Marketing departments love numbers that they can quote in the sales literature. Car companies will give you fuel consumption figures and acceleration times. Monitor manufacturers quote bit depths and look up table resolutions. In this article I’ll try and explain what these numbers mean and why they matter.
Panel Colour Depth
All information in a computer is stored as bits. A single digit denoting a one or a zero. Colour is no different from any other kind of data and is stored and processed in bits. A 1-bit image (where each pixel is defined by just one bit) is black and white. Colour images usually have their colour depth defined by how many bits per colour channel there are. So a typical image may have 8-bits each for red, green and blue making a total of 24 bits for each pixel but you call it 8-bit and not 24-bit. Eight bits allows for 256 values (2 to the power 8). And if you cube 256 (for three channels) you get the 16.7 million colours that an 8-bit RGB image can theoretically contain.
An LCD panel is made up of pixels, and the possible colour values in each pixel are also defined in bits. Most LCD panels are quoted as being 8-bit. So they can display the 16.7 million colours that implies. However, some cheaper screens are actually 6-bit and make up the other 2 bits by using something called Frame Rate Control. Very simply FRC is a method of pixels flicking between two colour values very quickly to so that the user sees the illusion of a third colour value. It usually works pretty well for most purposes but if you are looking for a monitor for image editing you should choose one that’s true 8-bit.
FRC is also used to extend an 8-bit to support 10-bit display. 10-bit displays can display over a billion colours and is a bit of buzz word loved by marketeers in monitor companies but few users can or need to use 10-bit. For more info on 10-bit see this article. Most 10-bit LCD panels are 8-bit plus FRC but some of the more expensive ones are true 10-bit.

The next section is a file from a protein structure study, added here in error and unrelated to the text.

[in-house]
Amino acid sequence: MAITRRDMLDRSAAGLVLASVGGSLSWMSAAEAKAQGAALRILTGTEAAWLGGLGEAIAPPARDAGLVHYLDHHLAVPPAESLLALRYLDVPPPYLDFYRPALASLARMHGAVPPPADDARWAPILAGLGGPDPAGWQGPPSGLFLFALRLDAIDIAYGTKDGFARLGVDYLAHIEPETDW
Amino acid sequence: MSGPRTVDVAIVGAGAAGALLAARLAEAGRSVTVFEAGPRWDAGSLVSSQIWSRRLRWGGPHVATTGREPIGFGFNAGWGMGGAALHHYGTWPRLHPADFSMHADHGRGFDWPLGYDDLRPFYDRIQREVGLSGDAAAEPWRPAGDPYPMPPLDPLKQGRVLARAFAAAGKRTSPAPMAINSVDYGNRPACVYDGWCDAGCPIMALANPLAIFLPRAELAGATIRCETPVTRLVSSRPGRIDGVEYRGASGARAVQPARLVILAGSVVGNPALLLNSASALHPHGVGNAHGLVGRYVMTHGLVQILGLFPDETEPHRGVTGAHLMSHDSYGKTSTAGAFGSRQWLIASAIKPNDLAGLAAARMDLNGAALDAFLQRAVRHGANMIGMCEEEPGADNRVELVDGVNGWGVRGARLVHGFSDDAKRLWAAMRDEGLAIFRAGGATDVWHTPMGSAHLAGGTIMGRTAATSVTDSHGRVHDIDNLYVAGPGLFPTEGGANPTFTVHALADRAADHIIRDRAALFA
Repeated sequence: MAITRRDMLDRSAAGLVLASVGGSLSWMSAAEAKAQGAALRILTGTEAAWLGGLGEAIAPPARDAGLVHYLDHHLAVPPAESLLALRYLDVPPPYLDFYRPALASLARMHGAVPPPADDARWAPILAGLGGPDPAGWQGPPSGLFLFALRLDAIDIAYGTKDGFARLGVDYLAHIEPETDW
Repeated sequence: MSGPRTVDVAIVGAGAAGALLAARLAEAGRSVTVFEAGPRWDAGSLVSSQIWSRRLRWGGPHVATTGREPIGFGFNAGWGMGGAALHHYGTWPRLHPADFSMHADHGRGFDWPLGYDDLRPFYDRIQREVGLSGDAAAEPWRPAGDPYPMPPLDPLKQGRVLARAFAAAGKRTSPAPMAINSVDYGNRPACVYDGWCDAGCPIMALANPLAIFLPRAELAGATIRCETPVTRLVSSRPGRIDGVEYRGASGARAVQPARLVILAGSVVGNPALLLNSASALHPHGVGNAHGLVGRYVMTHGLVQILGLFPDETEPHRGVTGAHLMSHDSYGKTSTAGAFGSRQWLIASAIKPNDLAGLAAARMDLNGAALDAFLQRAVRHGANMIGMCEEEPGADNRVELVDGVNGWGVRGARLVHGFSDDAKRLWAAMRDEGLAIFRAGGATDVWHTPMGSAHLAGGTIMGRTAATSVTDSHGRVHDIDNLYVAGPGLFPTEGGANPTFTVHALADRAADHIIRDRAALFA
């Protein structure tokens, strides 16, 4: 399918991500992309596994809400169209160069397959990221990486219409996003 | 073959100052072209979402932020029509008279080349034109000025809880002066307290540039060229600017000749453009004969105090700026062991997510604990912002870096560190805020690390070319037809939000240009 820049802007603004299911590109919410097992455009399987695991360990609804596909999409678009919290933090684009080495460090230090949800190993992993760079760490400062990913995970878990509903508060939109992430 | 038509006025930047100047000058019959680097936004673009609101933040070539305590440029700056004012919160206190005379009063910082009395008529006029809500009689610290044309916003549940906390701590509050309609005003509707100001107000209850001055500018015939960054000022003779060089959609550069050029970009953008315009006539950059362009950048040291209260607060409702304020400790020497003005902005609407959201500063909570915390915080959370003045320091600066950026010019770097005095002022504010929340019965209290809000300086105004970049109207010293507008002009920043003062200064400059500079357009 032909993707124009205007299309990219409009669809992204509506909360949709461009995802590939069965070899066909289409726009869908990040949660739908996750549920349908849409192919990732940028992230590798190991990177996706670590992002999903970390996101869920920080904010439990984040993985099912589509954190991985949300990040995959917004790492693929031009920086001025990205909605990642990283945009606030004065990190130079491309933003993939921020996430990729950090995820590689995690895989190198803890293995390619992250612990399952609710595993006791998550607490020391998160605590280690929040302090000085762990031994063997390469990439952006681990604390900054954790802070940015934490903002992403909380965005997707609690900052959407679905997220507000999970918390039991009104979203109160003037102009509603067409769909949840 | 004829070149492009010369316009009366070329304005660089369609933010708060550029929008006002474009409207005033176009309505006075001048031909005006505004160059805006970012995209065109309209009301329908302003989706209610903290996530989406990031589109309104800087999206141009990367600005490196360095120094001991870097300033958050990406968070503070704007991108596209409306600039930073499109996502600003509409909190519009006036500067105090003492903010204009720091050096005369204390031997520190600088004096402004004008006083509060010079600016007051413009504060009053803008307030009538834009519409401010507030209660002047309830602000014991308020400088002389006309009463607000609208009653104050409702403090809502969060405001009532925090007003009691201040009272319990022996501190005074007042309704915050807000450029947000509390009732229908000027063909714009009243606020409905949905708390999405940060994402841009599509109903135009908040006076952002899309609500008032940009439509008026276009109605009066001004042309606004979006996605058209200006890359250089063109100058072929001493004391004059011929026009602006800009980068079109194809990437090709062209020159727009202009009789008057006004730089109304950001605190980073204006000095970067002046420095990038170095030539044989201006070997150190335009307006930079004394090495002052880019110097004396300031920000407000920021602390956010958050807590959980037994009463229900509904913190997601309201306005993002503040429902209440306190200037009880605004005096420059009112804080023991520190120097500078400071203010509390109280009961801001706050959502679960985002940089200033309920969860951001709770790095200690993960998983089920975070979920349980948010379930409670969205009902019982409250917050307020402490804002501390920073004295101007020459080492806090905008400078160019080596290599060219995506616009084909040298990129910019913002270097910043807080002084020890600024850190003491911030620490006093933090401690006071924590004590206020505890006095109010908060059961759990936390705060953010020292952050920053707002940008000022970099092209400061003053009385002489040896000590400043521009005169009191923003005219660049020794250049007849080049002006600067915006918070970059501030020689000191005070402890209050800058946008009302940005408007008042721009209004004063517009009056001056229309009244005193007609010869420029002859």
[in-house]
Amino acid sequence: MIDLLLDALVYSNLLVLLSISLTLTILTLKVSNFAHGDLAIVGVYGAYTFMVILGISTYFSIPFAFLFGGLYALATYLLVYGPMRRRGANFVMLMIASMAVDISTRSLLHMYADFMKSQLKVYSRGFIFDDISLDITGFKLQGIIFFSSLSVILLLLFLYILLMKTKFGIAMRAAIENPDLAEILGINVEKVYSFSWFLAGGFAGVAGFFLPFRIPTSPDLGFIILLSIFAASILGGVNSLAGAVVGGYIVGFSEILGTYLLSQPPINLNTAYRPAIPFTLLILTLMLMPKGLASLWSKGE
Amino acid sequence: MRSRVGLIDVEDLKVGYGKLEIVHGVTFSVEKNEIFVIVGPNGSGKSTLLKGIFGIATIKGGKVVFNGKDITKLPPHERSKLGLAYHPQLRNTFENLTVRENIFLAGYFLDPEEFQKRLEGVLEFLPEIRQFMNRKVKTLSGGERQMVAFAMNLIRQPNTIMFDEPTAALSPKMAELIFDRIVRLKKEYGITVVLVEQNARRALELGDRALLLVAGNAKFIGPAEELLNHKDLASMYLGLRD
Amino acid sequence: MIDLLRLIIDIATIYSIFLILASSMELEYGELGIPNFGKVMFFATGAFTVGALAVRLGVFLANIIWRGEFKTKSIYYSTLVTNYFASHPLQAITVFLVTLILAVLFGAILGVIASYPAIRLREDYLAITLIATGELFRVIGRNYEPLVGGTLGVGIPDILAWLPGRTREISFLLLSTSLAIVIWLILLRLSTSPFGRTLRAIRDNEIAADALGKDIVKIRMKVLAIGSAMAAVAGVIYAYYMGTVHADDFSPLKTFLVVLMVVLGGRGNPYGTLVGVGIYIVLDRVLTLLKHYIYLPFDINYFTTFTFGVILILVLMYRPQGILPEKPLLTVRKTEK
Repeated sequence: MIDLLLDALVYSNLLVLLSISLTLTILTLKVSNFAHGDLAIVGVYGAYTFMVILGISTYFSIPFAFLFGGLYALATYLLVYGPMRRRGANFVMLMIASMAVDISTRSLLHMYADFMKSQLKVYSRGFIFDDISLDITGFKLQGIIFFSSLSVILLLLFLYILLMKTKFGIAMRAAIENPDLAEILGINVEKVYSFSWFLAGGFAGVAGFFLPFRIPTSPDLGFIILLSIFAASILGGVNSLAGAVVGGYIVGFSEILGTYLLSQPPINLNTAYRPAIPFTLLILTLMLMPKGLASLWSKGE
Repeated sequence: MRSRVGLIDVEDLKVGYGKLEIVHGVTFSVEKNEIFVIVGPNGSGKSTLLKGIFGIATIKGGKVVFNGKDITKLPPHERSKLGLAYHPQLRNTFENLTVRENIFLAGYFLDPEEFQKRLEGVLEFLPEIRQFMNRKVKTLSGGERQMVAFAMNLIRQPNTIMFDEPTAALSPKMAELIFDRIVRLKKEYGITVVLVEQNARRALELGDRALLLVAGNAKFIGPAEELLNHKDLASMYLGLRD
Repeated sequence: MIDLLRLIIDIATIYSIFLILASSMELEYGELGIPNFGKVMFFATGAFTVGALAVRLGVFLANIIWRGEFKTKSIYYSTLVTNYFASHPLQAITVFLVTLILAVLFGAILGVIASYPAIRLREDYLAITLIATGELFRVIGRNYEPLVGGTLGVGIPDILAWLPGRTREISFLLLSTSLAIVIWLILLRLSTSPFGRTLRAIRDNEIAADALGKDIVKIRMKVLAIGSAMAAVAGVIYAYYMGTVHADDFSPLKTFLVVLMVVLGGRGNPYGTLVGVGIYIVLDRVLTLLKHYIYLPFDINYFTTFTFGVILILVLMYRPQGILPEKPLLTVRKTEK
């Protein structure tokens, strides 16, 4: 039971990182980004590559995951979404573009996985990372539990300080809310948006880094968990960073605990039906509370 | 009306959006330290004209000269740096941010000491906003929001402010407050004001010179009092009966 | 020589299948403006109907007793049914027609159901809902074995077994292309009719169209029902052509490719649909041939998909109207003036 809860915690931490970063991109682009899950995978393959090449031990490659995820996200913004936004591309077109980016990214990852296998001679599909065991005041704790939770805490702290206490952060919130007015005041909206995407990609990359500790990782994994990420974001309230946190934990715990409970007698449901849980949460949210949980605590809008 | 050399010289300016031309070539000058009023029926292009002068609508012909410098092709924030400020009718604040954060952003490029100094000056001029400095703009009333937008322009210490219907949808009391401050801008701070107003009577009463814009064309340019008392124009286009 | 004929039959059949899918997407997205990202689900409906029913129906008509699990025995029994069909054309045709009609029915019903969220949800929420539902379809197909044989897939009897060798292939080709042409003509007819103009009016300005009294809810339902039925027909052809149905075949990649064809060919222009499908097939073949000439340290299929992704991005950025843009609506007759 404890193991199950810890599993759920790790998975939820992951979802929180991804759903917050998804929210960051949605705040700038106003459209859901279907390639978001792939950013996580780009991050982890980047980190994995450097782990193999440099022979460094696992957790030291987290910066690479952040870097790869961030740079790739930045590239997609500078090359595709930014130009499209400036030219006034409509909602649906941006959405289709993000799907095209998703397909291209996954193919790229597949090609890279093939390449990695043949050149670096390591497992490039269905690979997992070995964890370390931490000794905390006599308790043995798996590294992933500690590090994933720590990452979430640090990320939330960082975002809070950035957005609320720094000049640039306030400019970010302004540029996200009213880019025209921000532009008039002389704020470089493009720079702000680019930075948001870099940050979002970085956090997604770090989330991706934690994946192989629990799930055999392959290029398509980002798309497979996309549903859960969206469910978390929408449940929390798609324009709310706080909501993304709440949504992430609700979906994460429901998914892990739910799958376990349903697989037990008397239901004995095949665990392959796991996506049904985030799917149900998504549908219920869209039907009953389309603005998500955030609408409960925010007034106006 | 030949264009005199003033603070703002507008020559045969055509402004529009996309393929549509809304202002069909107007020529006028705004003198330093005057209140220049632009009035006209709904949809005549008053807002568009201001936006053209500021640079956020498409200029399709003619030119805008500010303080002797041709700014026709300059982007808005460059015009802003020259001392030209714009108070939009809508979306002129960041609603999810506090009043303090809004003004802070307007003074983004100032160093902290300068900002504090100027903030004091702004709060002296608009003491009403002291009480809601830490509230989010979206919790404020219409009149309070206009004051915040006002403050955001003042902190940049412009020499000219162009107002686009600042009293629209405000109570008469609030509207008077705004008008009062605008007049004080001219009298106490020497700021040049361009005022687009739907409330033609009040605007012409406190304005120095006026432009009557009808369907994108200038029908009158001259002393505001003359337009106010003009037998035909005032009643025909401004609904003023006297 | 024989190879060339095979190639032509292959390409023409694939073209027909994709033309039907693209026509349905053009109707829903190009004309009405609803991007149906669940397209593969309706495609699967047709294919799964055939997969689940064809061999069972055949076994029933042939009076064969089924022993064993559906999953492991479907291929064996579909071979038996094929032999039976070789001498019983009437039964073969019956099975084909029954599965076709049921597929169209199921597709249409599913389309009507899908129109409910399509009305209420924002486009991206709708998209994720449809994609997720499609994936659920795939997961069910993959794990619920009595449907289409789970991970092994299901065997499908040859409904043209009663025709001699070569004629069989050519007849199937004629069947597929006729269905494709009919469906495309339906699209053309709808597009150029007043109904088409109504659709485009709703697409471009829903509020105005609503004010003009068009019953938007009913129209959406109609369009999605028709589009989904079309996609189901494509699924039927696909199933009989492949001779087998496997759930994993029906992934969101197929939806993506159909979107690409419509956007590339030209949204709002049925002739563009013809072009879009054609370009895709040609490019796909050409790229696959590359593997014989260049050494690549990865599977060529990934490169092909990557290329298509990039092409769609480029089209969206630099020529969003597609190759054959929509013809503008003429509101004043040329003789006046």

Graphics Card Look Up Tables
So, your image might be 8-bit and your LCD panel is probably 8-bit but to get from the image to the pixels on the panels the 256 values in each colour channel have to go through a series of look up tables. The first of these are on the graphics card of the computer. If you use graphics card controls to adjust the picture on your monitor then those adjustments are made in the graphics card look up table. Graphics card LUTs are typically 8-bit. Think of a look up table like a simple X, Y graph with 256 possible values along each axis. With X representing an input value and Y an output. A line from zero to 255 at 45 degrees would mean that each and every value input into the graphics card from the computer operating system and application software is output unchanged. But if you make any change in the graphic card controls then the line isn’t 45 degrees any more it will take on a curve so that, for example a value of 128 is mapped to 132, an so on.